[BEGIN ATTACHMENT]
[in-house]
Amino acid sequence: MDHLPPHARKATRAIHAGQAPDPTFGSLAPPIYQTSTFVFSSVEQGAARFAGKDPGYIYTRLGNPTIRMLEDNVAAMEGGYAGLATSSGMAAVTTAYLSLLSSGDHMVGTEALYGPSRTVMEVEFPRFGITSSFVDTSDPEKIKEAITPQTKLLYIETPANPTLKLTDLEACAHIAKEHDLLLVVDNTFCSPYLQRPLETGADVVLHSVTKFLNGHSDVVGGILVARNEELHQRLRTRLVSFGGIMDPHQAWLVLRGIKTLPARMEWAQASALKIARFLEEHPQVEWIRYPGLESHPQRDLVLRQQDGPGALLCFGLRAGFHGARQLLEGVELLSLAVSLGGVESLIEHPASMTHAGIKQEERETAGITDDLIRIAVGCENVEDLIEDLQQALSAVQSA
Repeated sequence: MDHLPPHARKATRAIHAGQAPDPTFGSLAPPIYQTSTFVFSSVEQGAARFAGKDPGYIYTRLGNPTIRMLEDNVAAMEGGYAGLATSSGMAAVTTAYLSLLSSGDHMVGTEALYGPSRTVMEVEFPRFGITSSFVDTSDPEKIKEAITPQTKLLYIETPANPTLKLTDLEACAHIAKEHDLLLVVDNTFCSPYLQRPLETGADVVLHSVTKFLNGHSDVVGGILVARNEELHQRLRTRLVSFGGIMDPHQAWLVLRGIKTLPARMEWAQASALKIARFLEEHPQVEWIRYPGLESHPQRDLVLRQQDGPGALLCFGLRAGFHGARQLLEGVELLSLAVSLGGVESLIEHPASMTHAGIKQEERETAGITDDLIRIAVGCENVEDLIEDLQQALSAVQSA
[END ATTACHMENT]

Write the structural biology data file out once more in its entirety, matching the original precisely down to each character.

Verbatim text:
[in-house]
Amino acid sequence: MDHLPPHARKATRAIHAGQAPDPTFGSLAPPIYQTSTFVFSSVEQGAARFAGKDPGYIYTRLGNPTIRMLEDNVAAMEGGYAGLATSSGMAAVTTAYLSLLSSGDHMVGTEALYGPSRTVMEVEFPRFGITSSFVDTSDPEKIKEAITPQTKLLYIETPANPTLKLTDLEACAHIAKEHDLLLVVDNTFCSPYLQRPLETGADVVLHSVTKFLNGHSDVVGGILVARNEELHQRLRTRLVSFGGIMDPHQAWLVLRGIKTLPARMEWAQASALKIARFLEEHPQVEWIRYPGLESHPQRDLVLRQQDGPGALLCFGLRAGFHGARQLLEGVELLSLAVSLGGVESLIEHPASMTHAGIKQEERETAGITDDLIRIAVGCENVEDLIEDLQQALSAVQSA
Repeated sequence: MDHLPPHARKATRAIHAGQAPDPTFGSLAPPIYQTSTFVFSSVEQGAARFAGKDPGYIYTRLGNPTIRMLEDNVAAMEGGYAGLATSSGMAAVTTAYLSLLSSGDHMVGTEALYGPSRTVMEVEFPRFGITSSFVDTSDPEKIKEAITPQTKLLYIETPANPTLKLTDLEACAHIAKEHDLLLVVDNTFCSPYLQRPLETGADVVLHSVTKFLNGHSDVVGGILVARNEELHQRLRTRLVSFGGIMDPHQAWLVLRGIKTLPARMEWAQASALKIARFLEEHPQVEWIRYPGLESHPQRDLVLRQQDGPGALLCFGLRAGFHGARQLLEGVELLSLAVSLGGVESLIEHPASMTHAGIKQEERETAGITDDLIRIAVGCENVEDLIEDLQQALSAVQSA